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Unconscionable Conduct: Assessing the departure from society’s normative standard

In the Federal Court, Justice Halley recently applied the ratios from Paciocco v Australia and New Zealand Banking Group Ltd and Australian Competition and Consumer Commission v Quantum Housing Group Pty Ltd to provide a salient reminder of how courts assess the ‘breadth of departure from the expected normative standard of commercial behaviour' required to warrant condemnation at unconscionable.

In the case of Stuart v Rabobank Australia Pty Ltd [2021] FCA 1338, the Stuarts alleged Rabobank had breached s 12CB of the ASIC Act and thereby engaged in unconscionable conduct when it:

  • provided finance to them that was in breach of its lending policies, in that the loan was unsuitable, imprudent and pure asset lending that was not fit for purpose; and

  • at mediation, placing undue pressure and/or duress upon the Stuarts to sign the deed of forbearance and acknowledgement.


In 2007, the Stuarts found themselves in a position where they could no longer service a loan secured by their cattle ranch known as Evergreen. After devising a scheme where the Stuarts planned to acquire an alternative cattle property known as Mt Morris, and then sell Evergreen, they sought funding from Rabobank to execute their ‘restructure plan’.

Unfortunately, on account of the combined effect of a severe drought and the global financial crisis, the Stuarts were unable to sell Evergreen and the restructure plan fell apart.

In 2012, at a mediation between the Stuarts and Rabobank, a deed of forbearance and acknowledgment was entered into, which included a full release by the Stuarts of Rabobank from all claims it may have against them.

Despite the ‘second chance’, Evergreen remained unsold and in 2013 Rabobank appointed a receiver who liquidated both Evergreen and Mt Morris at prices well below the Stuarts’ expectations.

Assessing the normative standard of society and judging impugned behaviour’s breadth of departure

Justice Halley stepped through the relevant authorities to first set out what unconscionable conduct means and how Courts will determine whether impugned conduct was so far outside societal norms of acceptable commercial behaviour as to warrant condemnation as conduct offensive to conscience.

His Honour noted:

The term Unconscionable Conduct was explained in ASIC v National Exchange Pty Ltd to mean conduct that “on its ordinary and natural interpretation, means doing what should not be done in good conscience”.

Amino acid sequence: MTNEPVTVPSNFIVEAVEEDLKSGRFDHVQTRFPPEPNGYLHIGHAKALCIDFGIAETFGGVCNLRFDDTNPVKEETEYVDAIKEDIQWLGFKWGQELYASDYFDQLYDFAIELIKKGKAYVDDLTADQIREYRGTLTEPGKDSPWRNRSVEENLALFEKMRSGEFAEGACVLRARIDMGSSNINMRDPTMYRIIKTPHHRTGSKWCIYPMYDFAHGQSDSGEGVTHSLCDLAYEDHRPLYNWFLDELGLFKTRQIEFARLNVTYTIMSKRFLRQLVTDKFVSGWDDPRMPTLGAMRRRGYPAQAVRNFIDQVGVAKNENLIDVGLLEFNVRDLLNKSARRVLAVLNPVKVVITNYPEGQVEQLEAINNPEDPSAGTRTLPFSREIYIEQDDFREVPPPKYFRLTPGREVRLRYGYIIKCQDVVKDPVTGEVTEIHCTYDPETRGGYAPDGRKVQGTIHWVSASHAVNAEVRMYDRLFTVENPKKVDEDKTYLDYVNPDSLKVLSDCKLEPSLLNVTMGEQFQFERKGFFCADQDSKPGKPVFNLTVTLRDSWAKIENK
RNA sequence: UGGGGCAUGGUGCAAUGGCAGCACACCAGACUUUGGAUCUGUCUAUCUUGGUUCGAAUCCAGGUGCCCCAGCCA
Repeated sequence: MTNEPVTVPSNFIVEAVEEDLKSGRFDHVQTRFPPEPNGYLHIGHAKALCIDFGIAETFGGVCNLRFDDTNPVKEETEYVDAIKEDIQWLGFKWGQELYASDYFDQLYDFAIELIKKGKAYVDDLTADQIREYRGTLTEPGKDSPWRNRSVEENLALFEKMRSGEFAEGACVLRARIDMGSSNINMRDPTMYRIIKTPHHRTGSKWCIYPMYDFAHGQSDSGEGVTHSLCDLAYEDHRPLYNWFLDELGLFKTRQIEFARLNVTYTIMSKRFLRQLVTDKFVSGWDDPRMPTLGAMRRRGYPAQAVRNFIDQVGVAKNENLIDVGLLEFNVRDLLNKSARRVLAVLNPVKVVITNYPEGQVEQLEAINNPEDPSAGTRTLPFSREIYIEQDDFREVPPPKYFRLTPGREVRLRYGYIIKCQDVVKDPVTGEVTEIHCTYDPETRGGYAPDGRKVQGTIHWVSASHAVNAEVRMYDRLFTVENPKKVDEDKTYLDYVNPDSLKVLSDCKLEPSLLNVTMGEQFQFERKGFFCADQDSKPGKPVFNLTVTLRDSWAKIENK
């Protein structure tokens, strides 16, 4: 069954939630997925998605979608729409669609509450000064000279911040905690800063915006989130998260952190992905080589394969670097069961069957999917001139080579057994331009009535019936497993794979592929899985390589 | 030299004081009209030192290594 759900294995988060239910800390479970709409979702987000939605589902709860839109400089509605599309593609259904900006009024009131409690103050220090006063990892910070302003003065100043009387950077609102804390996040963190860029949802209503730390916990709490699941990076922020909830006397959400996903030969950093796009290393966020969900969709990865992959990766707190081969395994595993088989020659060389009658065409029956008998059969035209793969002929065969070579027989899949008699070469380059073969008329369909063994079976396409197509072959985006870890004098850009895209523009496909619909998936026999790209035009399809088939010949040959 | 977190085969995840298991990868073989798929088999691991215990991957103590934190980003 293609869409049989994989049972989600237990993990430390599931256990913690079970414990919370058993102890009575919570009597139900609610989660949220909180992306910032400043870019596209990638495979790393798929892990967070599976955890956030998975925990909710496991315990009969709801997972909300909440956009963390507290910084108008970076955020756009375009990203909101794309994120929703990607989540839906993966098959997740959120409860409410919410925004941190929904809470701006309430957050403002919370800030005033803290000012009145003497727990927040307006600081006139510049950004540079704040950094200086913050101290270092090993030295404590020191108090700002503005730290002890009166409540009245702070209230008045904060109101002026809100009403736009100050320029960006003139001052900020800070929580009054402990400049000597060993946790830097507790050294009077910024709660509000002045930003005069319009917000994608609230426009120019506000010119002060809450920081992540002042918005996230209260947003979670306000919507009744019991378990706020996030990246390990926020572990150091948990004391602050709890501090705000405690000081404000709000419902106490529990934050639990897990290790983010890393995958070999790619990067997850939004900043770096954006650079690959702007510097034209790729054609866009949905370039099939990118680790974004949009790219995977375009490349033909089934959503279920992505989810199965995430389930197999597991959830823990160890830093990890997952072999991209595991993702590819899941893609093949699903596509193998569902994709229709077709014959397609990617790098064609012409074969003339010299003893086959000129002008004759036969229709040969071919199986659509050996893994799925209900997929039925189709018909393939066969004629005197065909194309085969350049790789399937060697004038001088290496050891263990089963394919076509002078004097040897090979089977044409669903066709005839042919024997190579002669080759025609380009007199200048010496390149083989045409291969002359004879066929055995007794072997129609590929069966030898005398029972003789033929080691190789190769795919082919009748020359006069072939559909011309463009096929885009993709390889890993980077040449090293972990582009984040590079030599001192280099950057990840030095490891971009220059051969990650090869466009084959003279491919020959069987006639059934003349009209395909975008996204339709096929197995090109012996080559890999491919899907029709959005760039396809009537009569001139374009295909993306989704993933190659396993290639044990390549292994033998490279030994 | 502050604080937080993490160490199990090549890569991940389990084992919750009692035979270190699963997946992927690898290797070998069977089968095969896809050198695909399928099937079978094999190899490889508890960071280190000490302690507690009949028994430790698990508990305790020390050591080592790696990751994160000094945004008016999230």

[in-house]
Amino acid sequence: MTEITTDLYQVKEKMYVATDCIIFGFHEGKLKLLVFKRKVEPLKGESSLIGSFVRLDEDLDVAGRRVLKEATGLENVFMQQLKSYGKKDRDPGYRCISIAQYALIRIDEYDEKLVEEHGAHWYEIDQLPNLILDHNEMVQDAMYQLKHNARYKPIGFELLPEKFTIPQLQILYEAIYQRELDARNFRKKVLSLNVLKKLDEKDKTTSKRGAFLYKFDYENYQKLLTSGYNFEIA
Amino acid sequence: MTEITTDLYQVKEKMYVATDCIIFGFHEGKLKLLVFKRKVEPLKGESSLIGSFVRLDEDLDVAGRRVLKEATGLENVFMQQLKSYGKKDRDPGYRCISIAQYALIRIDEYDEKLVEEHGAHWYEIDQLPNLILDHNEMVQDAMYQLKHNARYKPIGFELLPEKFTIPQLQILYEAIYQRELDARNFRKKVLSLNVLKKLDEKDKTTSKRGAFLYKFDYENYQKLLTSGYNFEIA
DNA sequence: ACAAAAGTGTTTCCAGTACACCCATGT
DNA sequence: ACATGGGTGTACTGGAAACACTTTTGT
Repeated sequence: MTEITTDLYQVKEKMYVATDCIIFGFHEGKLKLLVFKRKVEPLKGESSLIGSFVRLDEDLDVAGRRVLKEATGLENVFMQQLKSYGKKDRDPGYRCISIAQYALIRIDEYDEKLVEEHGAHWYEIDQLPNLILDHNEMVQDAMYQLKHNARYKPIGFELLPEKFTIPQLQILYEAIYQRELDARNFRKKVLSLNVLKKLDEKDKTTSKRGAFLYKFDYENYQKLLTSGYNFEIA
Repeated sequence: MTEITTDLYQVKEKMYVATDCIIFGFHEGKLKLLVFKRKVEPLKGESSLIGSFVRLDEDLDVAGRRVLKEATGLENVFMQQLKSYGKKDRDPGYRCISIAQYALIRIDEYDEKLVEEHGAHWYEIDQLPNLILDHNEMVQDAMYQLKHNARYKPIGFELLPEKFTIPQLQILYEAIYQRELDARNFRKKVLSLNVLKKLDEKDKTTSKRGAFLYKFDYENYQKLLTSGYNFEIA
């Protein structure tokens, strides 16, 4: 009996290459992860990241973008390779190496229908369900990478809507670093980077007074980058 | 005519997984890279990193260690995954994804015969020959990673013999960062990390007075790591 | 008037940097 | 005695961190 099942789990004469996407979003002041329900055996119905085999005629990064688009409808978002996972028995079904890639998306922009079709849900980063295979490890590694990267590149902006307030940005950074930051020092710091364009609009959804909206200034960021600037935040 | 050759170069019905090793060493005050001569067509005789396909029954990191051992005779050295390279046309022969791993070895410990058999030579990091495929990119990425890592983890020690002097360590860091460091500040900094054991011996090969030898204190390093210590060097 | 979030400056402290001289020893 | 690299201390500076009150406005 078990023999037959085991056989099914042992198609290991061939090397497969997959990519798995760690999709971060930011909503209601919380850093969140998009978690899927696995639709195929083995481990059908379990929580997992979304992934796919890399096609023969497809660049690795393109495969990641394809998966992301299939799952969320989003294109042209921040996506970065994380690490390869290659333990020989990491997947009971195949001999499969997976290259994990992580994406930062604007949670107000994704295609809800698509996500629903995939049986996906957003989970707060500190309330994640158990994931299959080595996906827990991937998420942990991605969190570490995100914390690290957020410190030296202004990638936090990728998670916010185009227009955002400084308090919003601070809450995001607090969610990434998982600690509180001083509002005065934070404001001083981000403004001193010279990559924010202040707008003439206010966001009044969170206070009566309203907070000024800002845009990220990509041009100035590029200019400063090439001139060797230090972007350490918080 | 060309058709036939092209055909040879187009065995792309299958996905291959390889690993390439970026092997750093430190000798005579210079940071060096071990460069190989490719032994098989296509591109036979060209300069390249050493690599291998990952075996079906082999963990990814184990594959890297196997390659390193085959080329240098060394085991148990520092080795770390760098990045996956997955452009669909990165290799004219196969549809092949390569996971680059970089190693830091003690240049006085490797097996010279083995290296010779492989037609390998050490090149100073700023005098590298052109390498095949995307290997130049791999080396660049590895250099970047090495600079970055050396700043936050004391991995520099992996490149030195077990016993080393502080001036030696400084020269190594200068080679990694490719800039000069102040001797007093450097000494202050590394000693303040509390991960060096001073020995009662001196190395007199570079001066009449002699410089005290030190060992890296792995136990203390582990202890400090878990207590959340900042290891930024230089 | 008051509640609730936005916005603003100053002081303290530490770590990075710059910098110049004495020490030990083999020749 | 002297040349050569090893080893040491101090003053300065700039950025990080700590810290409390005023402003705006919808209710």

That s 12CB of the ASIC Act prescribes a normative standard of conduct applicable to the supply or possible supply of financial services, with a court’s task being to:

  1. recognise and administer that normative standard of conduct … in the totality of the circumstances”

  2. Proscribe as unconscionable, conduct that is so far outside societal norms of acceptable commercial behaviour as to warrant condemnation as conduct offensive to good conscience.

Determining the normative standard of behaviour expected by society involves both a deliberation on the values and considerations found in the text, structure and context of the stature (particularly those of s 22 of the ACL) and the informing norms of equity and the common law.

Allsop CJ in Paccioco said (296):

The evaluation includes a recognition of the deep and abiding requirement of honesty in behaviour; a rejection of trickery or sharp practice; fairness when dealing with consumers; … promises freely made; the protection of those whose vulnerability as to the protection of their own interests places them in a position that calls for a just legal system to respond for their protection, especially from those who would victimise, predate or take advantage; a recognition that inequality of bargaining power can (but not always) be used in a way that is contrary to fair dealing or conscience; the importance of a reasonable degree of certainty in commercial transactions; the reversibility of enrichments unjustly received; the importance of behaviour in a business and consumer context that exhibits good faith and fair dealing ...

In turn, Gageler J in Kobelt reasoned that the determining question of whether the impugned conduct was “so far outside” societal norms as to “warrant condemnation as offensive to conscience” depended on the quality of the departure (see 59):

We would respectfully venture to suggest that the strength of the qualifying or descriptive language (“so far outside”, “warrant condemnation”, “offensive to the conscience”) should be seen as indicative of the quality of the departurefrom right commercial behaviour, explicated and articulated case by case over time, rather than be taken as definitional of some measurable departure from conscionable business conduct. … it is recognised that unconscionable conduct is not limited to the worst kind of unconscionable conduct. There may be more and less serious examples. That will reflect in penalty. The task is an evaluation of the impugned conduct to assess whether it is to be characterised as a sufficient departure from the norms of acceptable commercial behaviour as to be against conscience or to offend conscience and so be characterised as unconscionable.

Court’s decision

Halley J found that Rabobank did not act unconscionably when it agreed to provide a loan to the Stuarts or in entering the deed of forbearance.

By Rob Norton and Louise Gehrig

What is Unconscionable conduct: behaviour so harsh or unjust that it falls well outside the norms of society and is therefore offensive to good conscience. In the face of such conduct, courts have both an equitable and statutory jurisdiction to sanction that unconscionable behaviour.


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